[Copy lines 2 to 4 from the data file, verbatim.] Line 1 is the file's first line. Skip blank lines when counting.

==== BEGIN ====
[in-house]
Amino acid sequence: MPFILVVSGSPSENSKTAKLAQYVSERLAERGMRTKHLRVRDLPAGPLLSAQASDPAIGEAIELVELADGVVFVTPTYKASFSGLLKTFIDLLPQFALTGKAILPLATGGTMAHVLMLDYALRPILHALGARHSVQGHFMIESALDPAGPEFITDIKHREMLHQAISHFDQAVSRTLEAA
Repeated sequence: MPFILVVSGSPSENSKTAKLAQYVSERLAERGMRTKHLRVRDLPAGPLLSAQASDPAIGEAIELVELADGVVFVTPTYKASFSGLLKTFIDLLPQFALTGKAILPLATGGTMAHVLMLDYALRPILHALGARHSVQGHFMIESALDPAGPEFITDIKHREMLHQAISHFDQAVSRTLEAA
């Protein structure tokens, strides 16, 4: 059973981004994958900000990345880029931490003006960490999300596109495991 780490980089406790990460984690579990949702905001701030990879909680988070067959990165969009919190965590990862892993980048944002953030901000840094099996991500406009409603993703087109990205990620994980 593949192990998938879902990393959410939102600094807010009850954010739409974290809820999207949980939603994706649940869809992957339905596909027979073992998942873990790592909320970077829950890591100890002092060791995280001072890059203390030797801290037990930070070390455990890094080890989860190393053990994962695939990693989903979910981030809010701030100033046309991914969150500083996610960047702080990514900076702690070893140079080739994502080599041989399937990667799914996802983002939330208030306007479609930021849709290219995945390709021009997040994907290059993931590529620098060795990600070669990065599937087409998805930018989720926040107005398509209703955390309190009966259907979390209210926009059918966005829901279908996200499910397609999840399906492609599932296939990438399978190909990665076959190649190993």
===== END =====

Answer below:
Amino acid sequence: MPFILVVSGSPSENSKTAKLAQYVSERLAERGMRTKHLRVRDLPAGPLLSAQASDPAIGEAIELVELADGVVFVTPTYKASFSGLLKTFIDLLPQFALTGKAILPLATGGTMAHVLMLDYALRPILHALGARHSVQGHFMIESALDPAGPEFITDIKHREMLHQAISHFDQAVSRTLEAA
Repeated sequence: MPFILVVSGSPSENSKTAKLAQYVSERLAERGMRTKHLRVRDLPAGPLLSAQASDPAIGEAIELVELADGVVFVTPTYKASFSGLLKTFIDLLPQFALTGKAILPLATGGTMAHVLMLDYALRPILHALGARHSVQGHFMIESALDPAGPEFITDIKHREMLHQAISHFDQAVSRTLEAA
């Protein structure tokens, strides 16, 4: 059973981004994958900000990345880029931490003006960490999300596109495991 780490980089406790990460984690579990949702905001701030990879909680988070067959990165969009919190965590990862892993980048944002953030901000840094099996991500406009409603993703087109990205990620994980 593949192990998938879902990393959410939102600094807010009850954010739409974290809820999207949980939603994706649940869809992957339905596909027979073992998942873990790592909320970077829950890591100890002092060791995280001072890059203390030797801290037990930070070390455990890094080890989860190393053990994962695939990693989903979910981030809010701030100033046309991914969150500083996610960047702080990514900076702690070893140079080739994502080599041989399937990667799914996802983002939330208030306007479609930021849709290219995945390709021009997040994907290059993931590529620098060795990600070669990065599937087409998805930018989720926040107005398509209703955390309190009966259907979390209210926009059918966005829901279908996200499910397609999840399906492609599932296939990438399978190909990665076959190649190993």